Isha is now in her second year of Junior Secondary School at Rising Academy Grafton in the Western Area Rural district, where her favourite subjects are Maths and Creative and Practical Arts. Last academic year, 17 students were supported. This year, that number has more than doubled, and Isha is one of 38 students from the Turtle Islands attending schools in Freetown on a Solon Foundation scholarship.

"Isha always comes to school happy", says Mr Banya, the master teacher at her school. "She’s very kind and thoughtful and will help other pupils if they’re having difficulty with a task in lessons. Isha also likes to ask the teachers lots of questions and you’ll often find her busy in the library. I’m looking forward to seeing how she’ll do in her BECE exams next year."

In a short period of time the Scholarship Fund has shown that it is possible to turn the tide on education for the children of the Turtle Islands. 

(Photo credits: Patrick Temme and Bex Singleton)

The Turtle Islands
The Turtle Islands
Jan 4, 2018

There's something about Mary

There's something about Mary
There's something about Mary

Just before Christmas, Mary, 15, got the best present she could have wished for: the news that she had passed her BECE exam, and with it secured a ticket to Senior Secondary School.

The BECE – which stands for Basic Education Certificate Examination – is an important staging post for students in Sierra Leone, marking the end not just of Junior Secondary School (JSS) but of the nine year universal basic education. It acts as a gateway into Senior Secondary School (SSS) or into technical and vocational study.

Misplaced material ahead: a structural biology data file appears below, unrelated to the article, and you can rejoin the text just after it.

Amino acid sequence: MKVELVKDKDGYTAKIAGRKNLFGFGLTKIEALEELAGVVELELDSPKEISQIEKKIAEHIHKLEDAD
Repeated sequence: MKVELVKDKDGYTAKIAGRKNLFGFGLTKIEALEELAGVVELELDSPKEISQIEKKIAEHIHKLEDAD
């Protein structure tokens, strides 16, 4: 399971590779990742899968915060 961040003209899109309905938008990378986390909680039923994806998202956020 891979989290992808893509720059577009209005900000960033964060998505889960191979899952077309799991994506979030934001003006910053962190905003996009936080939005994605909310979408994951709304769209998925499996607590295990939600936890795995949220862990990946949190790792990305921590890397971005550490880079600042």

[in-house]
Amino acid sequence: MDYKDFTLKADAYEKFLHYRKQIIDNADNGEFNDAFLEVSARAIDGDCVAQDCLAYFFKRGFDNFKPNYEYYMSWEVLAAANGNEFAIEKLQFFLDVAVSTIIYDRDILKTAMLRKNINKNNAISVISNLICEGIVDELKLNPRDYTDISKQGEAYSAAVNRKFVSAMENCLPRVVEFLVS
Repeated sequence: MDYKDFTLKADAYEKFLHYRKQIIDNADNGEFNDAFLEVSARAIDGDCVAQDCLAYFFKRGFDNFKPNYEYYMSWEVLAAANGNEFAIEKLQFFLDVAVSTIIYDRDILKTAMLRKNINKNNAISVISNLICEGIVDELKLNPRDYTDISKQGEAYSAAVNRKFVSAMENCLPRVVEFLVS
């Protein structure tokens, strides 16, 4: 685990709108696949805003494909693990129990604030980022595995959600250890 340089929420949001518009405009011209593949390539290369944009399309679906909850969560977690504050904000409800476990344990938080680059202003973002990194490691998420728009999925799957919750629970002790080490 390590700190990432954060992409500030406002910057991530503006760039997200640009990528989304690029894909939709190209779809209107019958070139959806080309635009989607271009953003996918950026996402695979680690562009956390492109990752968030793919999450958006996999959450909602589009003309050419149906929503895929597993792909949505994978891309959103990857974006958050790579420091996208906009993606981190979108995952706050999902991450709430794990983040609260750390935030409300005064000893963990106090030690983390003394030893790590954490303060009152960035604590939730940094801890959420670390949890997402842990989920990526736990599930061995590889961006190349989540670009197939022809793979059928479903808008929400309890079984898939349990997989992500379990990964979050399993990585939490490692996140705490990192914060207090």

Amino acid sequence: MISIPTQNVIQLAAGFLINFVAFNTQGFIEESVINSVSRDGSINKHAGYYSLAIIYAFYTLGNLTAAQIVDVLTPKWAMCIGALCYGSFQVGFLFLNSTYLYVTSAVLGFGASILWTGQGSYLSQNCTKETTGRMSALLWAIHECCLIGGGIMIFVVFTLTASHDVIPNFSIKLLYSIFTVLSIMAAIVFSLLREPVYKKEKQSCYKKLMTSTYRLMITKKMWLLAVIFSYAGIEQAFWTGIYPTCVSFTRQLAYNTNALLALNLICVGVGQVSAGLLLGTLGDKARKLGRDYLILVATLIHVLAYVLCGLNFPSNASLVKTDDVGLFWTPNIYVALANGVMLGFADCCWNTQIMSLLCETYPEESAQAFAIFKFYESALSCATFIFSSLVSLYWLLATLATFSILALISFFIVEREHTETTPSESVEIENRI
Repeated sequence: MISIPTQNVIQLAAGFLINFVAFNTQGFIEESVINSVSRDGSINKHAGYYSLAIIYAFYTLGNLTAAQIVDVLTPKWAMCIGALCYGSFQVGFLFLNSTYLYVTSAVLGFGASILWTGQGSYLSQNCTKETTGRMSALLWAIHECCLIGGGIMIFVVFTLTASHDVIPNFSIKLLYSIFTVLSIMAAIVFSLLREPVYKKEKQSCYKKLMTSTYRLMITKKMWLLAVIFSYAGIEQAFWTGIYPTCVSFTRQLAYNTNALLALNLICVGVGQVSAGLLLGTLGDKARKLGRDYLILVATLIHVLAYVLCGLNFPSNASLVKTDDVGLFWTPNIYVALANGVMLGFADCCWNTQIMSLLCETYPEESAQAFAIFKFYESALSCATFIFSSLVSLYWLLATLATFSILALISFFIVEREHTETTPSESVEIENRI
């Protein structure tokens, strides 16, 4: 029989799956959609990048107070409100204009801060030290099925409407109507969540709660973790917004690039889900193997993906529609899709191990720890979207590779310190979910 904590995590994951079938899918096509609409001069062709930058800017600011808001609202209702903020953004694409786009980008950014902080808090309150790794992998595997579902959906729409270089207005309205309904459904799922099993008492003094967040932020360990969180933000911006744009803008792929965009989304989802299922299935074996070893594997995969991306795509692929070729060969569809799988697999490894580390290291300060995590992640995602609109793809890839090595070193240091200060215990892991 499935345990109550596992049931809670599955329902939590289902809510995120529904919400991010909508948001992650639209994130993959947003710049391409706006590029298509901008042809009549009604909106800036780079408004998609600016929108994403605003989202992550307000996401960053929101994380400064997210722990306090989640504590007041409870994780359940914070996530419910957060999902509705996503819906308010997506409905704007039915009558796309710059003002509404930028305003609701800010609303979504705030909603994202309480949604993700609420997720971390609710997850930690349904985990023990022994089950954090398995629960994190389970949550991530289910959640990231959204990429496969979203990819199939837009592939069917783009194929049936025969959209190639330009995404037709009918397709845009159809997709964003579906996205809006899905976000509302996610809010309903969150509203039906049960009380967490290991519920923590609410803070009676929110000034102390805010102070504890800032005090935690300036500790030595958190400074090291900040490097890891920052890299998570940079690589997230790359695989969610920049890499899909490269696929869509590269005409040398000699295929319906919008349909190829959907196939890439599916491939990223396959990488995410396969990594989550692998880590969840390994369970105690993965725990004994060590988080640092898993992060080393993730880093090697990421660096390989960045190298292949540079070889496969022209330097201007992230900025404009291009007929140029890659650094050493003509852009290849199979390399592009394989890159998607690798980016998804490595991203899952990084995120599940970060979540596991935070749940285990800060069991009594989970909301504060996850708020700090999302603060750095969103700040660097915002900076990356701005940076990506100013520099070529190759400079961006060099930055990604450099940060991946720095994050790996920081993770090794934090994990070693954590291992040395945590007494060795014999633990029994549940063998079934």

After her outstanding performance in the BECE – passing all 8 subjects, and receiving a “credit” in 7 of them including both English and Maths – Mary’s dream of going to college and one day becoming a lawyer remains firmly on track.

A few years ago, things didn’t look nearly so rosy for Mary. Primary school had not been kind to her. Her teachers often got angry or beat her if she made mistakes. She squeaked a pass in the national primary school leaving examination by the narrowest of margins, but her underlying literacy and numeracy skills were five grades below their expected level for her age.

Mary’s mother Stella, a single parent struggling to make ends meet as a petty trader, was determined to help Mary get a better education but wasn’t sure she’d be able to afford it. Luckily, thanks to a scholarship from the Solon Foundation, she was able to enrol Mary at Rising Academy Regent, a new school opening in her neighbourhood.

Unfortunately for Mary, that wasn’t the end of her challenges. She should have begun JSS in September 2014, just as the devastating Ebola epidemic forced all schools in Sierra Leone to remain closed. Fortunately for Mary, she benefited from the Ebola Crisis Home Outreach (ECHO) program: an initiative, generously supported by GlobalGiving and other donors, to provide daily Ebola screening and safe, high quality literacy and numeracy instruction in homes for children kept out of school by the crisis. In spite of the challenging environment, Mary made rapid progress in her literacy and numeracy thanks to the program.

When she was finally able to start JSS properly in April 2015, she had to deal with a truncated academic calendar for the first and second year, with six terms' worth of material compressed into four in order to make up for lost time. But even this disruption wasn’t going to hold her back.

To put Mary's remarkable achievement in context, the national BECE pass rate in Sierra Leone has typically hovered around 50% in recent years. Performance in the core subjects of English and Maths has been particularly weak. In 2011, for example, less than a quarter of students passed Maths and the proportion getting a credit was less than 3%.

Mary's story shows what an incredible difference the gift of a good education can make.

It shows that just sending children to school in itself is not enough; what matters is what happens in school, and the type of education they receive when they get there.

Above all, it shows there really is something very special about Mary. 

Mary's growing confidence
Mary's growing confidence